A total of 62.1 percent of companies in Japan have raised or plan to raise base pay in fiscal 2023, up sharply from 38.7 percent the previous year as they seek to secure talent and match rising prices, a Finance Ministry survey showed.

The trend was notable particularly in the nonmanufacturing sector, with 56.0 percent saying they have or will raise wages, expanding from 28.8 percent the year before, the survey said. In the manufacturing sector, the figure was at 69.8 percent, up from 52.0 percent.

Tomoko Yoshino (3rd from L), the head of Rengo, or the Japanese Trade Union Confederation, calls for pay hikes in a rally held near the Diet in Tokyo on March 7, 2023. (Kyodo)

Hikes of 3 percent or more were recorded for 37.3 percent of the businesses that have raised base pay or plan to, up from 13.7 percent the previous year.

When asked the reasons for raising wages, including base pay and bonuses, 80.4 percent said they seek "to enhance the motivation of the employees, improve their labor conditions and prevent them from leaving jobs." Some 64 percent said they did so "to respond to rises in commodity prices."

Among the respondents, a medium-sized retailer in western Japan, said, "At a time less people are seeking to work in sales and customer services, we cannot acquire talent unless we improve labor conditions."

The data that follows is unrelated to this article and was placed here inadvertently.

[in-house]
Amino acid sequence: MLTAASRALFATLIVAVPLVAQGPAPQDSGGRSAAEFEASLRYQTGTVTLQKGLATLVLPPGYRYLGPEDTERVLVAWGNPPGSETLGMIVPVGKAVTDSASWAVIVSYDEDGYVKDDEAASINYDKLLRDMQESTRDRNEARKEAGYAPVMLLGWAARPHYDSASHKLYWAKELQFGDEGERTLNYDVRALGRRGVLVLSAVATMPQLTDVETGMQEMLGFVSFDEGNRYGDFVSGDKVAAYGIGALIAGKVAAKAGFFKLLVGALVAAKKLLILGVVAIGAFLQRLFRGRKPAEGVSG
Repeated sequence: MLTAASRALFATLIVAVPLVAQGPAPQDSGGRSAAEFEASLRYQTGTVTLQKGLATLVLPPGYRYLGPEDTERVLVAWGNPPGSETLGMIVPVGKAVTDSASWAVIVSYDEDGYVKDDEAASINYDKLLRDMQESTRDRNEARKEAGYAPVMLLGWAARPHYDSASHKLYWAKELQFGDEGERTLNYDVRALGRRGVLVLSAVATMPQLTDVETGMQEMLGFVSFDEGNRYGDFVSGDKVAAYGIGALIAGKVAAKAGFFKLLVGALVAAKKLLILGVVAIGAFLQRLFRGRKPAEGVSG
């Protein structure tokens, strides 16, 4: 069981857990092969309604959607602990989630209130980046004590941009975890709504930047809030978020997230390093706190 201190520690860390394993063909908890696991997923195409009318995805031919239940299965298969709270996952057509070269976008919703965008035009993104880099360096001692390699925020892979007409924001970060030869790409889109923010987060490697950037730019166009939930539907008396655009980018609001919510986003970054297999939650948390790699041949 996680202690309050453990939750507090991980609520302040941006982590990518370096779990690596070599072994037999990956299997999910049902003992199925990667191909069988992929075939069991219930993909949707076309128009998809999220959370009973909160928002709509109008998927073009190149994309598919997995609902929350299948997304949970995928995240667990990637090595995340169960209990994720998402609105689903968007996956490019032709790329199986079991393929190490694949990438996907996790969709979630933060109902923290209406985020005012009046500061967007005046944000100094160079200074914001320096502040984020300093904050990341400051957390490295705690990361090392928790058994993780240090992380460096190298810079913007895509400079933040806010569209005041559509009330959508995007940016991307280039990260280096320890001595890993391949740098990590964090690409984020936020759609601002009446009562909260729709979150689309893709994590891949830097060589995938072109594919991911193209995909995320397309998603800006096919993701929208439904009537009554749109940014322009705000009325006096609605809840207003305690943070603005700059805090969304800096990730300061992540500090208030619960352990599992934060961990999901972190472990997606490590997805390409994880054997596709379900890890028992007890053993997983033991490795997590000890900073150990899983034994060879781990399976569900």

The survey targeted around 1,200 companies, comprising some 500 large-sized companies and 700 small- and medium-sized firms, from mid-March to mid-April.

The percentage of firms that have or plan to raise base pay in fiscal 2023 was calculated based on around 1,000 companies as a parameter, excluding companies who did not respond to the question or were unclear.

The pay raises come after Prime Minister Fumio Kishida called on the business community to increase wages to mitigate the financial burden on households hit by soaring prices of everything from food to gasoline.

Consumer inflation in Japan accelerated to 3.0 percent in fiscal 2022 through March, the fastest pace in 41 years, according to government data.

Companies have also been pressured to improve labor conditions to acquire global talent with wages in Japan remaining relatively low compared to other developed countries. Japan's wages are the lowest among the Group of Seven industrialized nations, according to data compiled by the Organization for Economic Cooperation and Development.

The average wage in Japan rose some 6 percent in 2021 from 1990 to $39,711, creating a sharp contrast with the United States, which saw increases of roughly 50 percent during the same 1990-2021 period, the data showed.